Ludvig Åberg wins the Ryder Cup after European victory in Rome in 2023. Photo: Patrick Smith/Getty Images

“The reputation of our university with the Swedish federation is good, so that probably helped Ludvig,” says Sands. “It came down to whether he chose us or Arizona State. He visited them both, but he felt best suited for us. We had a Norwegian coach at the time, he trusted him and me. He also thought the weather here would be more challenging. We are certainly all better off for his decision.” The funding model used for golf scholarships for Swedish players means they are less likely than some others to leave university before completing a degree.

Åberg had previously followed the sports specialization Filbornaskolan boarding school in Helsingborg. “The guys there are grown up, it’s almost like they’ve already been to college,” Sands says. “So it’s not really a culture shock coming here, staying in a student house and the like. Those from that particular school also want to work very hard. They take things very seriously.”

TCredit to Sands, he claims he didn’t know Åberg would take professional golf by storm. “He always had the physical tools, but with us he quickly picked up on all the little things you need to win,” Sands said. “He knew he had to get better at putting, pitching and reading lines. He approached his weaknesses very directly and rolled up his sleeves. He wanted to know where his shortcomings were because he saw failure as a great motivator to improve. People fall in love with his physical skills, but they don’t know how strong he is mentally and how much he wants to learn.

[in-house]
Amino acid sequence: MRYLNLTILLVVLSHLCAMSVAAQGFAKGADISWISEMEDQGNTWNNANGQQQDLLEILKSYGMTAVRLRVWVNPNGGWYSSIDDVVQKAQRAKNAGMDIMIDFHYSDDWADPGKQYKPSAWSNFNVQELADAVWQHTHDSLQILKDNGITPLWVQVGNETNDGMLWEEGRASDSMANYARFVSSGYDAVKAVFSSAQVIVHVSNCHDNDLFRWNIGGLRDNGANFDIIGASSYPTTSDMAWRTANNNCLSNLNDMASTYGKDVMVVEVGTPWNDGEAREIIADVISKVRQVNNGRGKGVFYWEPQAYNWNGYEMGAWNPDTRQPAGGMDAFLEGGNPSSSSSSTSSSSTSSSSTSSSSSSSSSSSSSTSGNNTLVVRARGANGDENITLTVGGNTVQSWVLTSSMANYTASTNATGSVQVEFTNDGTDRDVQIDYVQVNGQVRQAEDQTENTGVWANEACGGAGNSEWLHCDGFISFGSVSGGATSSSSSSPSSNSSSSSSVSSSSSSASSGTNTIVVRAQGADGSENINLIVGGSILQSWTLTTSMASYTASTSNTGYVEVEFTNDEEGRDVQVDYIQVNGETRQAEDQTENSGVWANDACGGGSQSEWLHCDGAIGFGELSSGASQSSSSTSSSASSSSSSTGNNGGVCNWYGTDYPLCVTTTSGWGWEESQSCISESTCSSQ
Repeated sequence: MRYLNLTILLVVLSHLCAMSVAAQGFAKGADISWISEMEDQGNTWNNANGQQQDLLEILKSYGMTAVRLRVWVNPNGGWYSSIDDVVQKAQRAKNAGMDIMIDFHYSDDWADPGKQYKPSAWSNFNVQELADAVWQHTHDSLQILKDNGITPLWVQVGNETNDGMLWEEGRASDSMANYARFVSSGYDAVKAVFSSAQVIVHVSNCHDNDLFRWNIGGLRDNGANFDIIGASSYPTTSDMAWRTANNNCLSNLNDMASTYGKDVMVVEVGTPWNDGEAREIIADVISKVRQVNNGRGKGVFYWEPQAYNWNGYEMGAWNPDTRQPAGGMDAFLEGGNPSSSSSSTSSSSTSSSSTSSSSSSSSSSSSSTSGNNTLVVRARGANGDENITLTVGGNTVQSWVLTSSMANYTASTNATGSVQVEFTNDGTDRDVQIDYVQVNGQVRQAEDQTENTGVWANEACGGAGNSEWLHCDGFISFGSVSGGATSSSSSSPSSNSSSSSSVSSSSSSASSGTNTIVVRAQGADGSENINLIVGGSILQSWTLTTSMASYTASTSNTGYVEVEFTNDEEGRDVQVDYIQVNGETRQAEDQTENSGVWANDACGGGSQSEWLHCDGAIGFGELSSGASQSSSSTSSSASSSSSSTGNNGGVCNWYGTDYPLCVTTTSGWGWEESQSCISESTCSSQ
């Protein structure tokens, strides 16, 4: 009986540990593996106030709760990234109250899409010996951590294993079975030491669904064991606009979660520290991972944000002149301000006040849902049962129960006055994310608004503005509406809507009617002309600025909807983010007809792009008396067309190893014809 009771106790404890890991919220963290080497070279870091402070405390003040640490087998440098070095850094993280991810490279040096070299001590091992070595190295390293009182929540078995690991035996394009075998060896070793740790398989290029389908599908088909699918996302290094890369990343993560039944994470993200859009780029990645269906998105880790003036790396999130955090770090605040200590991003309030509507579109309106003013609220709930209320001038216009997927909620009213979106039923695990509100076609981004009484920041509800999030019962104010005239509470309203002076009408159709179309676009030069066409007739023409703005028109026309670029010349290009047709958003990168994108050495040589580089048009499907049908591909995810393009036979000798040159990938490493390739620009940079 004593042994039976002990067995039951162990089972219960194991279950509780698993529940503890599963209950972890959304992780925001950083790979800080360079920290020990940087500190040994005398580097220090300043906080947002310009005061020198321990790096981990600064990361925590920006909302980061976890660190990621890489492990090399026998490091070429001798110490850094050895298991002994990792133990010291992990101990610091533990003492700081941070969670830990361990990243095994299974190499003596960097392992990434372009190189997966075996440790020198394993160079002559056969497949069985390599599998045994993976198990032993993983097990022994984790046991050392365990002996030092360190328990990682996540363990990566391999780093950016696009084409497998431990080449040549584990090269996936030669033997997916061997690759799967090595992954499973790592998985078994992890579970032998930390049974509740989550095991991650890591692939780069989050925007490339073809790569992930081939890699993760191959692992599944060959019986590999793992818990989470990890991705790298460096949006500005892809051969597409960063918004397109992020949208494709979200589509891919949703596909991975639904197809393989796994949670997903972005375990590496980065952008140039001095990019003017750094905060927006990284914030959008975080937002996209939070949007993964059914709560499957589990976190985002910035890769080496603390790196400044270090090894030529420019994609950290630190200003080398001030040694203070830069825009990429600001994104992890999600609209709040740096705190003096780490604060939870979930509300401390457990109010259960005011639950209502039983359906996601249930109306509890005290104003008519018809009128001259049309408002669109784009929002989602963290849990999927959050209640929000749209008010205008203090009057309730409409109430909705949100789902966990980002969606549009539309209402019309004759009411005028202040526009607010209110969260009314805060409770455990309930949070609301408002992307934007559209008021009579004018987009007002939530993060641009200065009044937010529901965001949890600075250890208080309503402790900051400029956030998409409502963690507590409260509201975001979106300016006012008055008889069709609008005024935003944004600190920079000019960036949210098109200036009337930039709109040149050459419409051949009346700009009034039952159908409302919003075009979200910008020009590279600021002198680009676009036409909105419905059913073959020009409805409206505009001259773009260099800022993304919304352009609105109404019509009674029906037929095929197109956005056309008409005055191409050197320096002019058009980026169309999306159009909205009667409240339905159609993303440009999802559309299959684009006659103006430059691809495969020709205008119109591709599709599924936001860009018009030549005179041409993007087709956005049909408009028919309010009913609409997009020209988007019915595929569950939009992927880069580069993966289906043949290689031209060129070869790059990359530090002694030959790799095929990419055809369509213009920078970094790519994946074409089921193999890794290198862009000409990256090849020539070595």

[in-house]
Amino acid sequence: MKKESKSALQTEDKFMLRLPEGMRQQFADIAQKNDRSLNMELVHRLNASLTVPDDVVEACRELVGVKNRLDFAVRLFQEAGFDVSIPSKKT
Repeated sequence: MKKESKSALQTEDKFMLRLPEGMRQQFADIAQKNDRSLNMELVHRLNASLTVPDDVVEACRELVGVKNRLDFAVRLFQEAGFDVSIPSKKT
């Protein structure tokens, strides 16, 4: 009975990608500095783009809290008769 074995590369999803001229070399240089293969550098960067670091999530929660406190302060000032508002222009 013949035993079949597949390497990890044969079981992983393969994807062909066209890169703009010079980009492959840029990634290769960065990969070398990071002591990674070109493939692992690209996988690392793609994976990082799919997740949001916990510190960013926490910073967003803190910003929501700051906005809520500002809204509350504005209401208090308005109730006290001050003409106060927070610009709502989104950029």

“You realize this boy is very good and you know he is going to be a successful professional player. I told people he would win a major. But you also see many good players who do not adapt immediately. I might not have expected him to do so many things so quickly. I underestimated his ability to feel comfortable. He could win that major now.”

However, there were clear clues as to what might happen next. Åberg climbed to the top of the world amateur rankings. His 2021 success at the Jones Cup in Georgia came in miserable weather. Justin Thomas and Patrick Reed are also former winners of that event.